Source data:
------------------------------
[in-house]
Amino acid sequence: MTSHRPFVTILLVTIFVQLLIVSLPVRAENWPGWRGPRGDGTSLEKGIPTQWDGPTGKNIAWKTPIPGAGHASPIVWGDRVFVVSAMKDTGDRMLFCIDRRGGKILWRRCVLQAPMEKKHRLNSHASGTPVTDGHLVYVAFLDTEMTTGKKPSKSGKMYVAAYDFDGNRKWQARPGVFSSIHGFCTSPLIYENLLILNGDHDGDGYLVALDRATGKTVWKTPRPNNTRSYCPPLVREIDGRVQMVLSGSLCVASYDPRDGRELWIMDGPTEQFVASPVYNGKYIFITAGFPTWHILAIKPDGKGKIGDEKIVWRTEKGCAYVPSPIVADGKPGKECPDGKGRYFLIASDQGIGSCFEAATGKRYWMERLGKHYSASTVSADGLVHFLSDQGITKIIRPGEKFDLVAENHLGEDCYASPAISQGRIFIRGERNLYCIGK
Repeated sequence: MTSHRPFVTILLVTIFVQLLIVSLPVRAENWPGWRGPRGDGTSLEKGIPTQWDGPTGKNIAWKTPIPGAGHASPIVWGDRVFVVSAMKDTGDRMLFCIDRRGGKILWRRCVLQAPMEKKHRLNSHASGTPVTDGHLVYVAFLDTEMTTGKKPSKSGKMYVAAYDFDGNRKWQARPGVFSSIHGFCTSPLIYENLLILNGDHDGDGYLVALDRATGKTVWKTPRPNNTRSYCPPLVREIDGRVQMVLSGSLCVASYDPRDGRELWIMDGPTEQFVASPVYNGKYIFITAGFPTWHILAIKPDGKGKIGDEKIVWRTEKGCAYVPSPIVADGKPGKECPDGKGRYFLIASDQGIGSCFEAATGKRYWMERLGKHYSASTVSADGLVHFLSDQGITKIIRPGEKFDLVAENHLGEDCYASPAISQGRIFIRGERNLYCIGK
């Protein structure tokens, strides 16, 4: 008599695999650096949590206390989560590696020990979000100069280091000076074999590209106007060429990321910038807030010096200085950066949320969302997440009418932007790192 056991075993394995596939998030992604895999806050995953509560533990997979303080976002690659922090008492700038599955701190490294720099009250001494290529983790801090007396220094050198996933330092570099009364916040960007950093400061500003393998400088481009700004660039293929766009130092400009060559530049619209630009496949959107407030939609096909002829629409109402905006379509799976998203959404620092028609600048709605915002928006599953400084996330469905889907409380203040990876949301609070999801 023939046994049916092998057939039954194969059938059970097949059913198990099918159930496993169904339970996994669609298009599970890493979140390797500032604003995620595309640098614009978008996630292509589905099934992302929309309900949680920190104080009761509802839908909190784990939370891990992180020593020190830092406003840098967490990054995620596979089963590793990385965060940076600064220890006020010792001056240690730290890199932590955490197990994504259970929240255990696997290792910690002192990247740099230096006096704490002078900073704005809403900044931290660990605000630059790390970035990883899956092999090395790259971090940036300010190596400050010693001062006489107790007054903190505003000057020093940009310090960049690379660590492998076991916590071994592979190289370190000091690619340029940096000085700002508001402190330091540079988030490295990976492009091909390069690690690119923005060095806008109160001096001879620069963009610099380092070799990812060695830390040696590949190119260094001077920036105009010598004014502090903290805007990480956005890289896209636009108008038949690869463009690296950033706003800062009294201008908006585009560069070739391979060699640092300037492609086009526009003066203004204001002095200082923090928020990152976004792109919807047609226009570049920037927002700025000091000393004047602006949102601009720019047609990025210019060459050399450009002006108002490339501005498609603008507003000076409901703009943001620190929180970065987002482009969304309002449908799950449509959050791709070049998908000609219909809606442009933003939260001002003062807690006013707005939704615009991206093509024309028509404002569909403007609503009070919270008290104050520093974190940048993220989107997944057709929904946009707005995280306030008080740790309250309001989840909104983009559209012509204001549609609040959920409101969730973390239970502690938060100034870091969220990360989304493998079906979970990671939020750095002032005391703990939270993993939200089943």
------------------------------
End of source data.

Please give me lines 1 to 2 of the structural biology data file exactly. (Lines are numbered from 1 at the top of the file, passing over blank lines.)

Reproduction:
[in-house]
Amino acid sequence: MTSHRPFVTILLVTIFVQLLIVSLPVRAENWPGWRGPRGDGTSLEKGIPTQWDGPTGKNIAWKTPIPGAGHASPIVWGDRVFVVSAMKDTGDRMLFCIDRRGGKILWRRCVLQAPMEKKHRLNSHASGTPVTDGHLVYVAFLDTEMTTGKKPSKSGKMYVAAYDFDGNRKWQARPGVFSSIHGFCTSPLIYENLLILNGDHDGDGYLVALDRATGKTVWKTPRPNNTRSYCPPLVREIDGRVQMVLSGSLCVASYDPRDGRELWIMDGPTEQFVASPVYNGKYIFITAGFPTWHILAIKPDGKGKIGDEKIVWRTEKGCAYVPSPIVADGKPGKECPDGKGRYFLIASDQGIGSCFEAATGKRYWMERLGKHYSASTVSADGLVHFLSDQGITKIIRPGEKFDLVAENHLGEDCYASPAISQGRIFIRGERNLYCIGK